Aircraft

United Airlines eyes supersonic travel through new deal with Boom

United Airlines eyes supersoni...
A render of United Airline's supersonic plane
A render of United Airline's supersonic plane
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A render of United Airline's supersonic plane
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A render of United Airline's supersonic plane
United Airlines has signed a deal to purchase up to 50 of Boom's Overture supersonic planes
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United Airlines has signed a deal to purchase up to 50 of Boom's Overture supersonic planes
A conceptual look inside Boom's Overture supersonic plane
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A conceptual look inside Boom's Overture supersonic plane
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There are more than a few ifs, buts and maybes hanging over the development of Boom's Overture supersonic airliner, but if the company can jump through the necessary hoops United Airlines will be ready to grab a slice of the action. The carrier has inked a deal with the company to buy as many a 50 of the futuristic aircraft, which it says could begin commercial flights by the end of the decade.

As Boom's flagship model, Overture is designed to be the world's fastest civilian aircraft, with a capacity of up to 88 passengers and the ability to hit speeds of Mach 1.7 (1,300 mph or 2,100 km/h). This could mean trips between Los Angeles and Sydney in 8 hours 30 minutes, or Tokyo to Seattle in 4 hours and 30 minutes.

The company has built a one-third-scale demonstrator version of the Overture called the XB-1, which is designed to break the sound barrier and expected to fly sometime next year. The Overture plane itself won't be rolled out until 2025 at the earliest, but the small glimpses offered so far seem to be enough for United Airlines to want to hop on board.

United Airlines has signed a deal to purchase up to 50 of Boom's Overture supersonic planes
United Airlines has signed a deal to purchase up to 50 of Boom's Overture supersonic planes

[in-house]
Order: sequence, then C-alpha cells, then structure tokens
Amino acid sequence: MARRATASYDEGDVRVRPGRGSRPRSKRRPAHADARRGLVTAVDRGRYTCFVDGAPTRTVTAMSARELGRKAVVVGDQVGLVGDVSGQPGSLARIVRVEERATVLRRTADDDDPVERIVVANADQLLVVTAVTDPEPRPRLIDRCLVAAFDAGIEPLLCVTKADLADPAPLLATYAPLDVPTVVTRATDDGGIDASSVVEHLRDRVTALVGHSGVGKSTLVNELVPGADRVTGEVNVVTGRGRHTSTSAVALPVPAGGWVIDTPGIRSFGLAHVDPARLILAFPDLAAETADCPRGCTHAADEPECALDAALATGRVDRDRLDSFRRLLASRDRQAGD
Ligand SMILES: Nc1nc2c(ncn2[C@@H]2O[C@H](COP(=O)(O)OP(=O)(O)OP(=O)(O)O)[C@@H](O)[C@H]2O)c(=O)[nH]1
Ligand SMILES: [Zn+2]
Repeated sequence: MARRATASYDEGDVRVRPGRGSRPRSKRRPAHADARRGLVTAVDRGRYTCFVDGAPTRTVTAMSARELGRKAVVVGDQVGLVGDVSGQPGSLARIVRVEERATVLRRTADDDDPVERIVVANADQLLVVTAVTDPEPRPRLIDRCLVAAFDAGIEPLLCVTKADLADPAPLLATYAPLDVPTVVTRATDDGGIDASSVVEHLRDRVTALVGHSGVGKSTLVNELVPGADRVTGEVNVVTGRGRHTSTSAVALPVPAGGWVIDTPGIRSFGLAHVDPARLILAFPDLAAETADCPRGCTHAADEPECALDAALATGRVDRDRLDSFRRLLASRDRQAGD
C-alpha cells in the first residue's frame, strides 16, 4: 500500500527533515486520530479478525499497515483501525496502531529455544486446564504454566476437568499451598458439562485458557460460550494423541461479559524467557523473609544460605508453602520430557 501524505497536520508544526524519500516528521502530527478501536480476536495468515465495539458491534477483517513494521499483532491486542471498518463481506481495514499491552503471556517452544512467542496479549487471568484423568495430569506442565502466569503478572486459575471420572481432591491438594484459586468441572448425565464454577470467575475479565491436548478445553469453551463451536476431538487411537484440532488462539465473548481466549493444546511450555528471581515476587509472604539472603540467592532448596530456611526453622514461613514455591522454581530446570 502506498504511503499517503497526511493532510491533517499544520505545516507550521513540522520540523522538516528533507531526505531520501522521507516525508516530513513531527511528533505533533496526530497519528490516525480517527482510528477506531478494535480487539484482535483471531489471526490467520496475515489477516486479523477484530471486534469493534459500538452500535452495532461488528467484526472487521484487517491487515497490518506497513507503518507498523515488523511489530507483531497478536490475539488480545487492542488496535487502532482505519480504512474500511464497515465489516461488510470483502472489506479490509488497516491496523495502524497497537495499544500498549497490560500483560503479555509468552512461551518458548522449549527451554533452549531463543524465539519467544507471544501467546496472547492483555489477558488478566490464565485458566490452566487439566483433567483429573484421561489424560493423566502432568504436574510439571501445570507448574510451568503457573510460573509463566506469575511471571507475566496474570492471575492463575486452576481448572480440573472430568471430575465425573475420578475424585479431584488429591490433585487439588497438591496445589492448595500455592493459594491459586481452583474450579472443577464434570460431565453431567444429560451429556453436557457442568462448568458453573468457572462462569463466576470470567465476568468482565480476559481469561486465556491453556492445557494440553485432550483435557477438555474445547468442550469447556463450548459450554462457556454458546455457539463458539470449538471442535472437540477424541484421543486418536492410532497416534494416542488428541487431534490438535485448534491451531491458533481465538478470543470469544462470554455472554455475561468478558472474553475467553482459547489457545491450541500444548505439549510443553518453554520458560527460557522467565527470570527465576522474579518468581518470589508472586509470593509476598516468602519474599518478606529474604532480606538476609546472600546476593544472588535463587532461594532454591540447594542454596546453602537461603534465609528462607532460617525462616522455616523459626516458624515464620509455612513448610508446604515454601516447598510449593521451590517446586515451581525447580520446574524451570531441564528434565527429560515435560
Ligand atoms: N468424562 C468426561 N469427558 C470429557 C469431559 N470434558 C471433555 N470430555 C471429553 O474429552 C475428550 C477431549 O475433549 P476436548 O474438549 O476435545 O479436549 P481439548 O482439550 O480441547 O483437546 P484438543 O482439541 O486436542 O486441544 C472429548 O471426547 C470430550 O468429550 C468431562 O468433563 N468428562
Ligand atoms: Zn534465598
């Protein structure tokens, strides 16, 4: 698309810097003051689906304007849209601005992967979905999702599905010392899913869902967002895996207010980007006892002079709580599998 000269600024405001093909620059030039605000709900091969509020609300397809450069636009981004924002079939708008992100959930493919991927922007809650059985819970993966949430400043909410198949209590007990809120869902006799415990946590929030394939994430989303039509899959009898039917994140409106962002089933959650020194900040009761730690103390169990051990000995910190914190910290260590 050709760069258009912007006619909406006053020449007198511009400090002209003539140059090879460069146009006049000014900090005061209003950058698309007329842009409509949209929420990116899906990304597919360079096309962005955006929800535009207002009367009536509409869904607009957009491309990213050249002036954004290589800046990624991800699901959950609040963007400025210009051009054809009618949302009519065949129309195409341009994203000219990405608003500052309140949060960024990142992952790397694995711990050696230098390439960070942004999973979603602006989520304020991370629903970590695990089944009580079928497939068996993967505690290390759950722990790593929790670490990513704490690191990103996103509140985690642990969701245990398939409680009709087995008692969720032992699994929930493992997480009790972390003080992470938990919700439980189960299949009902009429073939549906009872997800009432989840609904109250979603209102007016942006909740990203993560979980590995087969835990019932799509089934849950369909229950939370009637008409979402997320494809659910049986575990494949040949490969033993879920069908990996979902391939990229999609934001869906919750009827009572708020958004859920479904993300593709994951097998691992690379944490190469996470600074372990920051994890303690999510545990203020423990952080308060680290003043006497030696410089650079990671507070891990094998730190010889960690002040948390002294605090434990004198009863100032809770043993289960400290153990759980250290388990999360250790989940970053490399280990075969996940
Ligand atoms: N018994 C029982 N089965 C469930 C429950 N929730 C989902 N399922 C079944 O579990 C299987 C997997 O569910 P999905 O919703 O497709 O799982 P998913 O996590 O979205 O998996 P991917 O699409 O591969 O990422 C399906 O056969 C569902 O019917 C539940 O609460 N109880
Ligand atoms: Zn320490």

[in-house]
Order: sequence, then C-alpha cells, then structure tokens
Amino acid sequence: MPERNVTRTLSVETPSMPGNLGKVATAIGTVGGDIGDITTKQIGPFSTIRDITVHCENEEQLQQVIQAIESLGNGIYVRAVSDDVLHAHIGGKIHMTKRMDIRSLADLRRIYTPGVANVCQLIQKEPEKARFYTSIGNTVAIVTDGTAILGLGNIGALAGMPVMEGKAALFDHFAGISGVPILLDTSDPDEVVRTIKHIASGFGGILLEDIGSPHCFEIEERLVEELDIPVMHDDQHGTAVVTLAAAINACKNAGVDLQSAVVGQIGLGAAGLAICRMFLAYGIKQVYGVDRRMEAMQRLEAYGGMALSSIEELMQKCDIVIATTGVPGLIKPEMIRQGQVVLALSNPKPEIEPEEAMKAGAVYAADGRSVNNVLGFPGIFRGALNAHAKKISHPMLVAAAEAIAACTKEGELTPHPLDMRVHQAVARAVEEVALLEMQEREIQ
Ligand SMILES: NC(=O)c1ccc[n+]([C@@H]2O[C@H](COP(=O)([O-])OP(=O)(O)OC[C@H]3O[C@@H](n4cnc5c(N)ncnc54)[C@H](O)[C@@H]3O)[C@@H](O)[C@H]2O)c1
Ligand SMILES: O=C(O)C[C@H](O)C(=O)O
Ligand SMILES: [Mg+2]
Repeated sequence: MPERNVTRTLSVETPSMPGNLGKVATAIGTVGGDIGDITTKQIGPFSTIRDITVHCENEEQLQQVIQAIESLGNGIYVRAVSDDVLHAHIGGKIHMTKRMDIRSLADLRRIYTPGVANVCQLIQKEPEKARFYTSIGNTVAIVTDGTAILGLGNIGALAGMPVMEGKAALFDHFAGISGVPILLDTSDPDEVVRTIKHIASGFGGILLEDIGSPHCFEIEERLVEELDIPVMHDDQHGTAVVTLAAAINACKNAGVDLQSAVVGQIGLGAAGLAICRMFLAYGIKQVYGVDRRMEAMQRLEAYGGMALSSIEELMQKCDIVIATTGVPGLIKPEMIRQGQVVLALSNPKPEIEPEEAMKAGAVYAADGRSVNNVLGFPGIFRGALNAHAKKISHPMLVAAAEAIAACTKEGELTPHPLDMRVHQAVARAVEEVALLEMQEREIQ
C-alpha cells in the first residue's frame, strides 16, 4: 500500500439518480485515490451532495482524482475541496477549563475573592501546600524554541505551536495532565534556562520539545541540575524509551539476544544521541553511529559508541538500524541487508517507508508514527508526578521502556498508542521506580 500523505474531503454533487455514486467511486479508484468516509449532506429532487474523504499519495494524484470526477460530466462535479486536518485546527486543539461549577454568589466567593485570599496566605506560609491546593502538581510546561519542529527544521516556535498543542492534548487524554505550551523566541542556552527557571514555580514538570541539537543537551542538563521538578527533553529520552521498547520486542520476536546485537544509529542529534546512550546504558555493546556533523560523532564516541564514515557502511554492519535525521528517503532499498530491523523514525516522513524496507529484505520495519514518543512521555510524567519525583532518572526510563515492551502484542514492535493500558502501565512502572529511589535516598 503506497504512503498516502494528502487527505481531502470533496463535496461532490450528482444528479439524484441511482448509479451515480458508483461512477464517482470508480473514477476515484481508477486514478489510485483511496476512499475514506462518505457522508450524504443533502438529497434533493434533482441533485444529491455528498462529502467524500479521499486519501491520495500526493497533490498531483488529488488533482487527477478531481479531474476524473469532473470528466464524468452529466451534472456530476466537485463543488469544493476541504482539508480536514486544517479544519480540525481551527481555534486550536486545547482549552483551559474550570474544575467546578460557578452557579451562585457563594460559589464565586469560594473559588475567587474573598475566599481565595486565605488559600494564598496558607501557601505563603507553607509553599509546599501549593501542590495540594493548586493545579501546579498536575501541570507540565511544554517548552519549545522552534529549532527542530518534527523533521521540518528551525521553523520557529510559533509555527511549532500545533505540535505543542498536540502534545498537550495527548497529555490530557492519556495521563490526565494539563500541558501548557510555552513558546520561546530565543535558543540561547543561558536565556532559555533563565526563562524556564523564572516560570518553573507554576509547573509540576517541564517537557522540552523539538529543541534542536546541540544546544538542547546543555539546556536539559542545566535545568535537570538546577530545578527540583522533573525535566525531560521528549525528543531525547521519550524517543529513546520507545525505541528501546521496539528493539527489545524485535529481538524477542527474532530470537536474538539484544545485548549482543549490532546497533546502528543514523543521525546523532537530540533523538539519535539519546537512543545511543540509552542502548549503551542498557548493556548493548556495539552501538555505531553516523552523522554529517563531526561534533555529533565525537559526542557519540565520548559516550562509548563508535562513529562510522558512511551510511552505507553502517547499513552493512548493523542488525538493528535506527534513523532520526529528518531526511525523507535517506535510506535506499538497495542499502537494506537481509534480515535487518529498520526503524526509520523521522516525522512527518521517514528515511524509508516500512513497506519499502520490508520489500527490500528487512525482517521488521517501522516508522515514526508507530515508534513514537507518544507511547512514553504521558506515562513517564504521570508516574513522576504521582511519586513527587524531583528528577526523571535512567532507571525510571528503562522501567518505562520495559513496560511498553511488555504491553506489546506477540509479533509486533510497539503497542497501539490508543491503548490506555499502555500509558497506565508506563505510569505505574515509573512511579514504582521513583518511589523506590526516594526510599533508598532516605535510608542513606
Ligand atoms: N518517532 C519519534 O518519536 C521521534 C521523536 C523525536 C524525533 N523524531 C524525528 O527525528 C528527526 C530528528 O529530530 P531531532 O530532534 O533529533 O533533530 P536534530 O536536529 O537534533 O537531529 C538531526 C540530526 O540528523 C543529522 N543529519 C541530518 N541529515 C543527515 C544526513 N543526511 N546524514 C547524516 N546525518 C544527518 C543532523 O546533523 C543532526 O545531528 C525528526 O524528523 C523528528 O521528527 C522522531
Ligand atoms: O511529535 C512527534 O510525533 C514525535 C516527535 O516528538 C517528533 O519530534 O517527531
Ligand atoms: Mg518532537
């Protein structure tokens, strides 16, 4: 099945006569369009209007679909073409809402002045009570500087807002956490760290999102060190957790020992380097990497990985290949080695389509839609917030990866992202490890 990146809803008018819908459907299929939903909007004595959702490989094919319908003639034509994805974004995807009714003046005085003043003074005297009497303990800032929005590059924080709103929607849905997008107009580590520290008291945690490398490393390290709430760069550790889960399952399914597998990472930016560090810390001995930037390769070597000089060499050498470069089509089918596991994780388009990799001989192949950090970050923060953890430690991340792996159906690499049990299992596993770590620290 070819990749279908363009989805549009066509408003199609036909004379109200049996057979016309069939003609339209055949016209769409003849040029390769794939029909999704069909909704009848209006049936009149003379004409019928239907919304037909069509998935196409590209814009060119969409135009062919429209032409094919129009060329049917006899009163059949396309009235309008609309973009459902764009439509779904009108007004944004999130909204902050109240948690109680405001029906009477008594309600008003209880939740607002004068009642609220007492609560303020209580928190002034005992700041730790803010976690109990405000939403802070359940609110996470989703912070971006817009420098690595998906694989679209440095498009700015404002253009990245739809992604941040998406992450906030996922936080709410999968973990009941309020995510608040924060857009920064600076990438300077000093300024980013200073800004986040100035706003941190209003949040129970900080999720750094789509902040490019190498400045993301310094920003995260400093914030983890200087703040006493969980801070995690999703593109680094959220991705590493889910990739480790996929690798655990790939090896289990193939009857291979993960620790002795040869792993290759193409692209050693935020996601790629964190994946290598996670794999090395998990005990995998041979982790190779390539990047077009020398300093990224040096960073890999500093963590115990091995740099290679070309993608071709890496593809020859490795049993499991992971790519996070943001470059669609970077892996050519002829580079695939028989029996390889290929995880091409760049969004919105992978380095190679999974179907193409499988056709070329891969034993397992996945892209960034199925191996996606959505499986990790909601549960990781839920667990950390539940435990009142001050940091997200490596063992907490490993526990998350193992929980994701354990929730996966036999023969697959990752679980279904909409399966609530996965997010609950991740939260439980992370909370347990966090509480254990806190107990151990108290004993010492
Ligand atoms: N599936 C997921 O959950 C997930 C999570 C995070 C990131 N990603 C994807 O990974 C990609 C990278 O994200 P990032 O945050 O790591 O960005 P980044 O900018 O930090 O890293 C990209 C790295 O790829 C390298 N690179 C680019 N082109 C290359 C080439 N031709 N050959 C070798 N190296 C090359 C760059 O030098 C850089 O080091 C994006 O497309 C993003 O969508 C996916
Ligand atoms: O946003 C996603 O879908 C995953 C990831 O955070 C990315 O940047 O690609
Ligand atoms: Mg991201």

Under the newly announced purchase agreement, the carrier will buy 15 of the Overture airliners, with an option to buy a further 35 should it meet a set of safety, operating and sustainability requirements. The two will work together to tick off these boxes, and will also need to find a way to navigate the murky waters of supersonic flight regulations over American soil.

Flights in excess of Mach 1 have been banned over US land since 1973 due to noise pollution generated by sonic booms, though the Federal Aviation Administration is currently considering new rules that could streamline the process of gaining exemptions. These might be granted on a case-by-case basis after analyzing the individual costs and benefits, but there are still thorny issues to resolve, including the carbon footprint of these types of flights.

All that extra speed doesn't come for free, with supersonic flight burning much more fuel than subsonic flights. Boom makes a point of labeling the Overture the world's most sustainable supersonic aircraft and, for what it's worth, says it will operate as a net-zero carbon plane from day one on 100 percent sustainable aviation fuel. Should it make the many necessary leaps, United Airlines says the supersonic planes will start carrying passengers in 2029.

Source: Boom

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7 comments
7 comments
yawood
That time saving doesn't seem to be worth the cost (of either development or the cost of a ticket). It normally takes about 14 hours 30 minutes to fly from LA to Sydney. This is going to save 6 hours - so what? It really needs to come down to less than 3 hours to be worthwhile. The Atlantic crossing might be worth it but the Pacific one isn't.
Chris Coles
Now add that there is a very successful supersonic airliner design, with past models still airworthy, called Concorde. If there is to be a revival of commercial supersonic flight; then it is an easy exercise to provide a competitor against Boom . . . but let me bet that the US will; again; do everything in it's power to prevent such competition. We here in Europe could present a successful supersonic airliner; fully certificated; within a year . . . Now; why not!
Dan_of_Reason
I'm not against the idea, but presumably the ticket price will be the equivalent of a first class ticket on a conventional airliner. (The Concord was very expensive.) Spending an extra 6 or 8 hours in a first class seat isn't unpleasant; food, drinks, sleep, productivity, etc. Also, given size constraints, the 88 passengers will likely have fairly coach-like spacing.
paul314
It sounds as if passengers will have to value their time at least in the mid hundreds of dollars an hour to make the differential plausible on a pure business basis, but the prestige may be worth the increment in some situations as well. I wonder whether the seats will be comfortable enough that you won't still need a day or two on either end to recover. From a window count it looks like 4 across in super-expensive class but only 2 in mind-boggling.
ClauS
I am betting my first flight with Boom Overture that this was a reaction to the closure of Aerion. They had to show that their business is still booming.
Spud Murphy
Wow, you would think with what we know about the environmental problems facing the human species and the planet at large, the people proposing such an aircraft would ask themselves if this is a responsible thing to do. Apparently not, it seems money still trumps everything else, including common sense.
Nelson Hyde Chick
News flash, we need to be shrinking the individual environmental footprint of people, not expanding it for wealthy turds.